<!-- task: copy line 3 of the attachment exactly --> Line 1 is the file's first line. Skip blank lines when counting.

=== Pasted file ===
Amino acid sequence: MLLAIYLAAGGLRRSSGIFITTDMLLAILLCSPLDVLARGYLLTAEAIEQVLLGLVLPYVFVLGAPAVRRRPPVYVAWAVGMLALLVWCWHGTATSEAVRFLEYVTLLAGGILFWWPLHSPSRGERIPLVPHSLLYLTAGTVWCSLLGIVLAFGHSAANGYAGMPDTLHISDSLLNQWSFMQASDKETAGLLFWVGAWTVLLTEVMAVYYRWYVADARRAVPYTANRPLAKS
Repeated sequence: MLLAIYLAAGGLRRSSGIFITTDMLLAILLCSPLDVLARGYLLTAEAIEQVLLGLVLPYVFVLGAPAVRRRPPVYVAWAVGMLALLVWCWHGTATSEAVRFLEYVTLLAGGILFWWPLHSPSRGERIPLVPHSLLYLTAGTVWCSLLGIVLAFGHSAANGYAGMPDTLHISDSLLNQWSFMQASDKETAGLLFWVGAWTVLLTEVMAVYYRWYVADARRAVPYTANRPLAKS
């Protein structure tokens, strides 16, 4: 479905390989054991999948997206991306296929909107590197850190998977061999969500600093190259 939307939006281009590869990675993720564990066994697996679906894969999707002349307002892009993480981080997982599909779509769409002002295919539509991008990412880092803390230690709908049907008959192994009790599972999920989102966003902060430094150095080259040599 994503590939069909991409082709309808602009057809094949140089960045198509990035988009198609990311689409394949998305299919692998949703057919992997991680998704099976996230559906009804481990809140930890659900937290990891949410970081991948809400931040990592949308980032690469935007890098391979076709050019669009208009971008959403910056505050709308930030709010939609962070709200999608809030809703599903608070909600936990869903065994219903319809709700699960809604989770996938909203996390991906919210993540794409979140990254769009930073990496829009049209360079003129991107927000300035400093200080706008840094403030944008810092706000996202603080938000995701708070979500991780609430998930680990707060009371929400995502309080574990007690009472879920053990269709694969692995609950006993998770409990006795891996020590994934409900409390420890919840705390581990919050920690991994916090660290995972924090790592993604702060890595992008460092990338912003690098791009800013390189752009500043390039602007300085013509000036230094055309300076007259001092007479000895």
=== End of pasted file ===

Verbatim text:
């Protein structure tokens, strides 16, 4: 479905390989054991999948997206991306296929909107590197850190998977061999969500600093190259 939307939006281009590869990675993720564990066994697996679906894969999707002349307002892009993480981080997982599909779509769409002002295919539509991008990412880092803390230690709908049907008959192994009790599972999920989102966003902060430094150095080259040599 994503590939069909991409082709309808602009057809094949140089960045198509990035988009198609990311689409394949998305299919692998949703057919992997991680998704099976996230559906009804481990809140930890659900937290990891949410970081991948809400931040990592949308980032690469935007890098391979076709050019669009208009971008959403910056505050709308930030709010939609962070709200999608809030809703599903608070909600936990869903065994219903319809709700699960809604989770996938909203996390991906919210993540794409979140990254769009930073990496829009049209360079003129991107927000300035400093200080706008840094403030944008810092706000996202603080938000995701708070979500991780609430998930680990707060009371929400995502309080574990007690009472879920053990269709694969692995609950006993998770409990006795891996020590994934409900409390420890919840705390581990919050920690991994916090660290995972924090790592993604702060890595992008460092990338912003690098791009800013390189752009500043390039602007300085013509000036230094055309300076007259001092007479000895």